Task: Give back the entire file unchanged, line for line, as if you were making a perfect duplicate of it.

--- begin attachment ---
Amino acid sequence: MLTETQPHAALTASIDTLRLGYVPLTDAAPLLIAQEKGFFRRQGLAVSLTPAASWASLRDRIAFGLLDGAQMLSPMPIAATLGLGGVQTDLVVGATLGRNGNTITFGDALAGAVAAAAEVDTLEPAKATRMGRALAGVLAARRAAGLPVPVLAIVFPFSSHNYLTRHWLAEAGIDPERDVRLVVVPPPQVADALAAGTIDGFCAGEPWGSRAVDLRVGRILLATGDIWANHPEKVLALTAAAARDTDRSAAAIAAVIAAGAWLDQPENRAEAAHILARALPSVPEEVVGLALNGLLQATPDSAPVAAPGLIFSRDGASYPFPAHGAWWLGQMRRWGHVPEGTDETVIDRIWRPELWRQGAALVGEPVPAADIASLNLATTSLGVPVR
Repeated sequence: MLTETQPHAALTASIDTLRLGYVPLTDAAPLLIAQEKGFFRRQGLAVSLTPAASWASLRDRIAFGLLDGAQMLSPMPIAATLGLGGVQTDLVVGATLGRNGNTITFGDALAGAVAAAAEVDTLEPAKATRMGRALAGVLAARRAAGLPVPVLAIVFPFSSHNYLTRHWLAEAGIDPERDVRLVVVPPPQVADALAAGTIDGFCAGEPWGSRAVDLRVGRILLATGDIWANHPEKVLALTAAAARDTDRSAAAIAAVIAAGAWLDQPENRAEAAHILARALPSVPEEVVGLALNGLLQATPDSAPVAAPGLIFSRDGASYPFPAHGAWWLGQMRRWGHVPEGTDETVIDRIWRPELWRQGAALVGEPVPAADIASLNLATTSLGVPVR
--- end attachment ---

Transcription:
Amino acid sequence: MLTETQPHAALTASIDTLRLGYVPLTDAAPLLIAQEKGFFRRQGLAVSLTPAASWASLRDRIAFGLLDGAQMLSPMPIAATLGLGGVQTDLVVGATLGRNGNTITFGDALAGAVAAAAEVDTLEPAKATRMGRALAGVLAARRAAGLPVPVLAIVFPFSSHNYLTRHWLAEAGIDPERDVRLVVVPPPQVADALAAGTIDGFCAGEPWGSRAVDLRVGRILLATGDIWANHPEKVLALTAAAARDTDRSAAAIAAVIAAGAWLDQPENRAEAAHILARALPSVPEEVVGLALNGLLQATPDSAPVAAPGLIFSRDGASYPFPAHGAWWLGQMRRWGHVPEGTDETVIDRIWRPELWRQGAALVGEPVPAADIASLNLATTSLGVPVR
Repeated sequence: MLTETQPHAALTASIDTLRLGYVPLTDAAPLLIAQEKGFFRRQGLAVSLTPAASWASLRDRIAFGLLDGAQMLSPMPIAATLGLGGVQTDLVVGATLGRNGNTITFGDALAGAVAAAAEVDTLEPAKATRMGRALAGVLAARRAAGLPVPVLAIVFPFSSHNYLTRHWLAEAGIDPERDVRLVVVPPPQVADALAAGTIDGFCAGEPWGSRAVDLRVGRILLATGDIWANHPEKVLALTAAAARDTDRSAAAIAAVIAAGAWLDQPENRAEAAHILARALPSVPEEVVGLALNGLLQATPDSAPVAAPGLIFSRDGASYPFPAHGAWWLGQMRRWGHVPEGTDETVIDRIWRPELWRQGAALVGEPVPAADIASLNLATTSLGVPVR